Law for building and restoring churches: Cautious optimism

16-10-2016 01:01 AM

Youssef Sidhom


Youssef Sidhom

 

 

 

Problems on hold

 

 

 

 

 

It is barely a month now on the passage of the long awaited Law for Building and Restoring Churches. As a bill and later as a law, the legislation gave rise to raging controversy. Even before it was put to the test, some welcomed the law while others condemned it as a conspiracy against Copts. Despite a few reservations, I was among the optimistic set. I said the new law could only be fully judged once it became a reality on the ground, and that the door for amendment was always open should it prove deficient in any way. In my 11 September 2016 editorial [http://en.wataninet.com/opinion/editorial/law-for-building-churches-put-to-the-test/17340/] I wrote “Crying over spilt milk benefits nobody, pointing fingers will not change the law, and demanding the amendment of a law passed by a two-thirds majority before its application is absurd”. I urged Copts in Egypt to begin submitting to the relevant authorities applications for building new churches, restoring ones that needed restoration, and demanding the legalisation of unlicensed churches. I advised them to monitor how the requests are handled and how the authorities respond to the new law: would they approve the applications or requests without undue complication, or would they attempt to hold them back?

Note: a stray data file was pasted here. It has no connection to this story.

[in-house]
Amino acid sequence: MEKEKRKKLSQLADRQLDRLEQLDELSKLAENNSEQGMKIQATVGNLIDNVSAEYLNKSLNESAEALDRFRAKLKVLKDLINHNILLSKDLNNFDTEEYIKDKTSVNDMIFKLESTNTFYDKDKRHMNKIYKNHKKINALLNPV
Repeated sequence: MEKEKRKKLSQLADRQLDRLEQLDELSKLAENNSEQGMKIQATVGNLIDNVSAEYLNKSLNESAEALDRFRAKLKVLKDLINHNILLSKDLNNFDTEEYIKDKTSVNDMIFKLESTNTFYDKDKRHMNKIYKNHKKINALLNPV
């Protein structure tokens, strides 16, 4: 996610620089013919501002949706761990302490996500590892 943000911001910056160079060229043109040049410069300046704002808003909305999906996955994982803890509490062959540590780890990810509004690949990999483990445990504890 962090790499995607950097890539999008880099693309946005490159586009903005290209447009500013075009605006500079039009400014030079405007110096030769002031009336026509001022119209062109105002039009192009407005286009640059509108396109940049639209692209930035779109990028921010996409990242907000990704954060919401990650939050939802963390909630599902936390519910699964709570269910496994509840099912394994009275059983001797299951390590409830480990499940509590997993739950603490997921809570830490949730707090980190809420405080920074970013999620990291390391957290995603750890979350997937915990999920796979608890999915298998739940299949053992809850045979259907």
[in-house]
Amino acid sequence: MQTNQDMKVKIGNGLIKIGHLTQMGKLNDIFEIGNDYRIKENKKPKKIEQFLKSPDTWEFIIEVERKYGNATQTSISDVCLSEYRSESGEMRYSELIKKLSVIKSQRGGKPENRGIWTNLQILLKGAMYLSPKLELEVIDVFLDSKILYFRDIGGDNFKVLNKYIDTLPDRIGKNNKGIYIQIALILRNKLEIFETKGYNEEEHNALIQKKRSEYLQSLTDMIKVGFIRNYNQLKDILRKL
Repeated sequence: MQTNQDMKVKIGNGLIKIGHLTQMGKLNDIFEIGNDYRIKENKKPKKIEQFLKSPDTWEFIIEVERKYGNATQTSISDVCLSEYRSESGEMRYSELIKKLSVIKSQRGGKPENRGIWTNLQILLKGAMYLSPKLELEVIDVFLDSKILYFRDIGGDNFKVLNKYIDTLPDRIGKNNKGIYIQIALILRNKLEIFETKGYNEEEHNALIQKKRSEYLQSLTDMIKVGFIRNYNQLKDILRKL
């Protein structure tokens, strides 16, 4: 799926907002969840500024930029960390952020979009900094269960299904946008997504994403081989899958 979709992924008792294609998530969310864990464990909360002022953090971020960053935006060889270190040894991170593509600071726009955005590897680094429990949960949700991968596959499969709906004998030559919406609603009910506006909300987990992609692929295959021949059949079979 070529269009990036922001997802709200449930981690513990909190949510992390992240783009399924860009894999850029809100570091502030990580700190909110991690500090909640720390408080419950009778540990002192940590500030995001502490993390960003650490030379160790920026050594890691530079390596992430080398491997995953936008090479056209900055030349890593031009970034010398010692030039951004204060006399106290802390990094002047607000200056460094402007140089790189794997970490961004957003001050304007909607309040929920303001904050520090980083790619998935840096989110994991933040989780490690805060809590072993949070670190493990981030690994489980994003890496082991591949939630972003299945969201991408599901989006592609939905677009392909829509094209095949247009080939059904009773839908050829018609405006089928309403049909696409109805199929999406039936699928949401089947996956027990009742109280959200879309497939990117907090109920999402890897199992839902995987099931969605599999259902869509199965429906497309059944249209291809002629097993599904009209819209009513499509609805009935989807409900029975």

Now voices that oppose the law have grown faint; they might be waiting in the wings to pounce at any hint of a church-building related problem. But HH

ButBut I am keen to detect any positive move instead of condemning and lamenting the presumed curtailment of rights. Last week’s news carried a statement by Housing Minister Mustafa Madbouli which declared that the New Urban Communities Authority has approved three applications for building new churches. One concerned a request by the Evangelical Church in Egypt to allocate a plot of land to build a church in the Fifth District in New Minya; the second approved the allocation of a 2,000 sq.m-piece of land in the southern extension of New Fayoum for the Coptic Orthodox Church to build a new church; the third allocated 1650sq. m of land to build a church at the Evangelical Church’s community centre in Badr City’s Fourth District east of Cairo.

All three approvals stated that the applicants must abide by the construction regulations for religious buildings, and that in case the applicant does not complete the construction works within the legally-stipulated period of time, the allocated plot of land would be returned to the State, in accordance with the regulations.